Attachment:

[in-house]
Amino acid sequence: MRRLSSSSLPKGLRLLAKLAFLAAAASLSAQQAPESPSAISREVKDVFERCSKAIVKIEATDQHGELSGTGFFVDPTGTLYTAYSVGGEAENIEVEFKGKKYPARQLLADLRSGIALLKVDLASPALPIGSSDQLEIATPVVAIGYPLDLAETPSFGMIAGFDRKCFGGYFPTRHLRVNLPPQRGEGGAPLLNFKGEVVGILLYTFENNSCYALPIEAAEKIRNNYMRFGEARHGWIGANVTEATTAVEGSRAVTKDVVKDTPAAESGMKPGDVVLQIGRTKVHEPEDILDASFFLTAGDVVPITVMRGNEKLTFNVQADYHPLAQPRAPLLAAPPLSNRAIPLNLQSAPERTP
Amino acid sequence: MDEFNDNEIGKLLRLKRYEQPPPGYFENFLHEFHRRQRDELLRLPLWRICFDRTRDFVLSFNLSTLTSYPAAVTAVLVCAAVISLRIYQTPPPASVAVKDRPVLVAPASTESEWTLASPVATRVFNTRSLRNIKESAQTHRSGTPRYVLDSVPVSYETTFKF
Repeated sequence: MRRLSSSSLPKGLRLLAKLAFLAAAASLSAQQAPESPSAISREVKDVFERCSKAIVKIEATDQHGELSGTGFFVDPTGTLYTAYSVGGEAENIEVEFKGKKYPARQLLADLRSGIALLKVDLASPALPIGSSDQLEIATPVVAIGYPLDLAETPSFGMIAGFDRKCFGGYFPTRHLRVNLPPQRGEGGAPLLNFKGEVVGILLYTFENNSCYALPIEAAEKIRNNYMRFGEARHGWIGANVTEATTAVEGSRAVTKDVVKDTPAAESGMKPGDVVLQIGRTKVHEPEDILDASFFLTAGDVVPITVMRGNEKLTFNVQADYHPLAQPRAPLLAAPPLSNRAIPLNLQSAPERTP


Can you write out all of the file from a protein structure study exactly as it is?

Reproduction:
[in-house]
Amino acid sequence: MRRLSSSSLPKGLRLLAKLAFLAAAASLSAQQAPESPSAISREVKDVFERCSKAIVKIEATDQHGELSGTGFFVDPTGTLYTAYSVGGEAENIEVEFKGKKYPARQLLADLRSGIALLKVDLASPALPIGSSDQLEIATPVVAIGYPLDLAETPSFGMIAGFDRKCFGGYFPTRHLRVNLPPQRGEGGAPLLNFKGEVVGILLYTFENNSCYALPIEAAEKIRNNYMRFGEARHGWIGANVTEATTAVEGSRAVTKDVVKDTPAAESGMKPGDVVLQIGRTKVHEPEDILDASFFLTAGDVVPITVMRGNEKLTFNVQADYHPLAQPRAPLLAAPPLSNRAIPLNLQSAPERTP
Amino acid sequence: MDEFNDNEIGKLLRLKRYEQPPPGYFENFLHEFHRRQRDELLRLPLWRICFDRTRDFVLSFNLSTLTSYPAAVTAVLVCAAVISLRIYQTPPPASVAVKDRPVLVAPASTESEWTLASPVATRVFNTRSLRNIKESAQTHRSGTPRYVLDSVPVSYETTFKF
Repeated sequence: MRRLSSSSLPKGLRLLAKLAFLAAAASLSAQQAPESPSAISREVKDVFERCSKAIVKIEATDQHGELSGTGFFVDPTGTLYTAYSVGGEAENIEVEFKGKKYPARQLLADLRSGIALLKVDLASPALPIGSSDQLEIATPVVAIGYPLDLAETPSFGMIAGFDRKCFGGYFPTRHLRVNLPPQRGEGGAPLLNFKGEVVGILLYTFENNSCYALPIEAAEKIRNNYMRFGEARHGWIGANVTEATTAVEGSRAVTKDVVKDTPAAESGMKPGDVVLQIGRTKVHEPEDILDASFFLTAGDVVPITVMRGNEKLTFNVQADYHPLAQPRAPLLAAPPLSNRAIPLNLQSAPERTP